8.14.2018

Blog Tour + Giveaway: Deal Takers by Laura Lee

Today we have the blog tour for Laura Lee’s DEAL TAKERS! Check out the blog tour and be sure to grab your copy today!

Deal Takers by Laura Lee

Genre: Contemporary Romance

About Deal Takers

MY DICK CAN BE A REAL BASTARD SOMETIMES. When he takes charge, I’ve been known to do a lot of stupid shit, despite the fact that I have a genius IQ. Case in point: How I met the woman of my dreams. Now, I’m going to let you in on a little secret: I don’t regret that moment of idiocy one bit. It may have been one of the most embarrassing moments of my life, but you know what they say about first impressions, right? Well, I can guarantee that I made quite the impression that evening. (Don't worry; I’ll tell you all the gory details later.) Most days, she acts like she hates me—probably because I behave like an ass— but we both know the truth: Rainey O’Neil wants me just as much as I want her—she just doesn’t want to admit it. Good thing I’ve never been one to back down from a challenge. *Deal Takers is the second installment in the Dealing with Love world but can be read as a standalone.

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Excerpt
“C’mon dude, work with me here. I swear I’ll be more selective going forward. GO LIMP YOU BASTARD!”
Okay so maybe taking Viagra wasn’t the smartest idea after all. Let me be clear that I don’t need it; I’m a healthy twenty-three-year-old guy. And I’m hung like Justin Bieber, only thicker. Yeah, I saw the pictures online—color me curious. But back to my predicament: My buddy swore the little blue pill is the ultimate sexual enhancer so I decided to partake. I’d like to point out that most guys don’t regularly get the chance to have a horizontal party with two hot sisters and said chance was presented to me on a silver platter. Before you get grossed out, they’re step-sisters so it’s not as weird as it sounds. And did I mention how fucking hot they are? We’re talking Pamela Anderson from the good ol’ Baywatch days. Not current Pam because let’s face it; a Susan Sarandon she is not. I mean seriously, could Suz be any sexier? She’s aged like fine wine—a vintage I’d drink like a motherfucking Slurpee. Great, now I’m thinking about banging hot MILF’s which certainly isn’t helping my boner situation. I’ve always had a thing for older women.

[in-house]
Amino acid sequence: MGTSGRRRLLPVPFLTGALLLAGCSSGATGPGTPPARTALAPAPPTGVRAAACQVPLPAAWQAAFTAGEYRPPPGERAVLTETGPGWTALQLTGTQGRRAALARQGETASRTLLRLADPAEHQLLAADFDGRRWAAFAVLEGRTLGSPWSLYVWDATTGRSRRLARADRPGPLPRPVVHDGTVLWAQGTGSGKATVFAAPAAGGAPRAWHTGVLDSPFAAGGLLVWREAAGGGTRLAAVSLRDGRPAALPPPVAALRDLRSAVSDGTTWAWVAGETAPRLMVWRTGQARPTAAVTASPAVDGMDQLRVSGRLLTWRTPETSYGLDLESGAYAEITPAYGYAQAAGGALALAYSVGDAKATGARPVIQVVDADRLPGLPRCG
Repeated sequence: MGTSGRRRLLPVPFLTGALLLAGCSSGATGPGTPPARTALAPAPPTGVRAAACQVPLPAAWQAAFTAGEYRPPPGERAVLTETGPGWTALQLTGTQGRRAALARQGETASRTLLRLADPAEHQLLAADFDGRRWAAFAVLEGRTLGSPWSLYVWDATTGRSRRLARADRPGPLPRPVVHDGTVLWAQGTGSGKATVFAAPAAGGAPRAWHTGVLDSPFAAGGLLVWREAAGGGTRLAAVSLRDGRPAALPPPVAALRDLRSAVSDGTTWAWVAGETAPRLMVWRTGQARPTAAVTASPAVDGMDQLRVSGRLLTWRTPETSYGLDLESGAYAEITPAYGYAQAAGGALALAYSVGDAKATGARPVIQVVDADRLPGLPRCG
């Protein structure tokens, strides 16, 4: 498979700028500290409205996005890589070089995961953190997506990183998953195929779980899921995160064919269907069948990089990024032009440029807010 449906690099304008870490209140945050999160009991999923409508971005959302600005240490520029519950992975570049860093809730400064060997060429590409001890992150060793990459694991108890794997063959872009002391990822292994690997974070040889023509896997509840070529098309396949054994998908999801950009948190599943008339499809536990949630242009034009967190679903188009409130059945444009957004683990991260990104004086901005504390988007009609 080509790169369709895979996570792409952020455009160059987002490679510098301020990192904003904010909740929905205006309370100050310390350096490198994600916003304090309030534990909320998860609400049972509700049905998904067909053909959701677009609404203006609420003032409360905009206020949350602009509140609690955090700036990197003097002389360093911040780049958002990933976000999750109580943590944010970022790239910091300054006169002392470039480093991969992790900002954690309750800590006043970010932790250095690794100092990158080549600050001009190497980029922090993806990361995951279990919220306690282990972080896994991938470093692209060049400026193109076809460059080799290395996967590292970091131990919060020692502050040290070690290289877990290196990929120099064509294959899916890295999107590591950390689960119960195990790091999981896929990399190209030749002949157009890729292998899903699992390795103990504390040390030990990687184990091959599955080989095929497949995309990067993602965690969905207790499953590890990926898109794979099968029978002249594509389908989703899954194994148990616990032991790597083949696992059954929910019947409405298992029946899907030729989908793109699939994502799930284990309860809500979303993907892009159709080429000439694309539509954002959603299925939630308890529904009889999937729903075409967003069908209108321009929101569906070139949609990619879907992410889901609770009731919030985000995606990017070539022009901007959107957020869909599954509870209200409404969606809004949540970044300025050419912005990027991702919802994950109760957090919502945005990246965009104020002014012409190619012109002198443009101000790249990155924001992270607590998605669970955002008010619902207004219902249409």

Anyhoo, I’m getting off track again. Where was I? Oh yeah, I’m sitting in the Emergency Room parking lot talking to my painfully hard dick. The commercials warn that you should seek medical attention if your erection lasts more than four hours. Well, here I am, EIGHT hours and TWO ROUNDS with the sisters later, with a fucking hard-on that won’t quit. If I didn’t know better, I’d swear I was being punk’d.  Who would’ve ever thought I’d be complaining about my dick staying hard for too long? If you’ve never suffered this cruel fate, let me assure you; it fucking hurts. I think I may have actually broken the poor guy. He’s raw from way too much friction and don’t even get me started on how difficult it was to take a piss.
Think, asshole! Think! I close my eyes and concentrate on some of the most non-erotic things I can think of: Kittens. Grandma Ethel. Munchkinland. Damn it, that last one made me scream like a girl but my spaceship is still ready for liftoff. Don’t let anyone tell you otherwise; those creepy high-voiced fuckers are terrifying. TERRIFYING I TELL YOU!
I slam my head back into the seat, take a deep breath, and groan in frustration. I rip the keys out of the ignition and slide out of my truck as carefully as possible. With the front of my shorts tented in the most obvious way possible, I stroll through the automatic doors of North Seattle Memorial and walk up to the lady at the front desk. The look of revulsion on her face as she eyeballs my pocket rocket matches my level of embarrassment.
“May I help you?” she inquires with a side order of stink eye.
“Um…” I nod toward my bulge. “I think I should see a doctor about this.”
Her eyebrows reach her hairline. “What seems to be the problem, sir?”
“My erection-way won’t go own-day,” I whisper in mediocre Pig Latin. “I took some Iagra-vay and I think my ick-day may be oken-bray.”
“I see. So, your chief complaint is that you took some Viagra and you think you may have broken your penis as a result?”
I glare at her. “Lady, do you not know the purpose of Pig Latin?”
I swear to God her lips twitch. “I’m sorry, sir, but the purpose behind Pig Latin is not in the Employee Handbook.”